Lots of women look forward to motherhood – getting to know a tiny baby, raising a growing child, developing a relationship with a maturing son or daughter. All over the world, people believe that parenting is the most rewarding part of life. And it's good that so many mothers treasure that bond with their child, because the transition to parenthood causes profound changes in a woman's marriage and her overall happiness ... and not for the better.
Families usually welcome a baby to the mix with great expectations. But as a mother's bond with a child grows, it's likely that her other relationships are deteriorating. I surveyed decades of studies on the psychological effects of having a child to write my book "Great Myths of Intimate Relationships: Dating, Sex, and Marriage," and here's what the research literature shows.
When people marry, they're usually in love and happy to be tying the knot. But after that, things tend to change. On average, couples' satisfaction with their marriage declines during the first years of marriage and, if the decline is particularly steep, divorce may follow. The course of true love runs downhill. And that's before you factor in what happens when it's time to start buying a carseat and diapers.
For around 30 years, researchers have studied how having children affects a marriage, and the results are conclusive: the relationship between spouses suffers once kids come along. Comparing couples with and without children, researchers found that the rate of the decline in relationship satisfaction is nearly twice as steep for couples who have children than for childless couples. In the event that a pregnancy is unplanned, the parents experience even greater negative impacts on their relationship.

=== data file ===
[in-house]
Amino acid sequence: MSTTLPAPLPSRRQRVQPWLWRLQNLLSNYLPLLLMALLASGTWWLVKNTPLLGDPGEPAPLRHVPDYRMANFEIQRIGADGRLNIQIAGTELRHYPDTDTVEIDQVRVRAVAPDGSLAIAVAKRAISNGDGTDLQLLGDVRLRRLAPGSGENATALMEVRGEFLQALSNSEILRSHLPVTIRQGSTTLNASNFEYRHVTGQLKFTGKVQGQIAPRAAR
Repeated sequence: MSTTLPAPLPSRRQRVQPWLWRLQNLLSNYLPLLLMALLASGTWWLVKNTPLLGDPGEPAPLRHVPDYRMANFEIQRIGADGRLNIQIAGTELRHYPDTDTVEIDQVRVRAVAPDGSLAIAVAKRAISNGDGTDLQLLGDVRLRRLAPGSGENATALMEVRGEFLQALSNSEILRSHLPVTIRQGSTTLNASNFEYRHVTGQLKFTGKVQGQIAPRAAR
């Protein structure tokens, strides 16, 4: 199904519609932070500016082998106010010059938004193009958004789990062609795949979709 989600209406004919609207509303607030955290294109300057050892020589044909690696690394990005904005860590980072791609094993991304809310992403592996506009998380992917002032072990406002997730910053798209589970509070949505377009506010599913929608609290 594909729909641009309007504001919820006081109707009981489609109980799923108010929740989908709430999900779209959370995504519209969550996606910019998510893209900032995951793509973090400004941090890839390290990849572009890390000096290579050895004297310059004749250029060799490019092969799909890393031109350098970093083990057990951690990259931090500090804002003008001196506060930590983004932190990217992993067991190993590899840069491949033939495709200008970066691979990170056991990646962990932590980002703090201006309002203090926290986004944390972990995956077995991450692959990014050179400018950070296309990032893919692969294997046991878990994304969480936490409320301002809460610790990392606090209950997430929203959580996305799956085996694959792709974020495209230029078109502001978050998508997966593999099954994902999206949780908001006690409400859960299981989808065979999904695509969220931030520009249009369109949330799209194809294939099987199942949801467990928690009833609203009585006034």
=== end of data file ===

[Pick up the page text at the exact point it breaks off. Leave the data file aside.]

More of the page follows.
The irony is that even as the marital satisfaction of new parents declines, the likelihood of them divorcing also declines. So, having children may make you miserable, but you'll be miserable together.
Worse still, this decrease in marital satisfaction likely leads to a change in general happiness, because the biggest predictor of overall life satisfaction is one's satisfaction with their spouse.
While the negative marital impact of becoming parents is familiar to fathers and mothers, it is especially insidious because so many young couples think that having children will bring them closer together or at least will not lead to marital distress. Yet, this belief, that having children will improve one's marriage, is a tenacious and persistent myth among those who are young and in love.
It seems obvious that adding a baby to a household is going to change its dynamics. And indeed, the arrival of children changes how couples interact. Parents often become more distant and businesslike with each other as they attend to the details of parenting. Mundane basics like keeping kids fed, bathed and clothed take energy, time and resolve.
In the effort to keep the family running smoothly, parents discuss carpool pickups and grocery runs, instead of sharing the latest gossip or their thoughts on presidential elections. Questions about one's day are replaced with questions about whether this diaper looks full.
These changes can be profound. Fundamental identities may shift – from wife to mother, or, at a more intimate level, from lovers to parents. Even in same-sex couples, the arrival of children predicts less relationship satisfaction and sex. Beyond sexual intimacy, new parents tend to stop saying and doing the little things that please their spouses. Flirty texts are replaced with messages that read like a grocery receipt.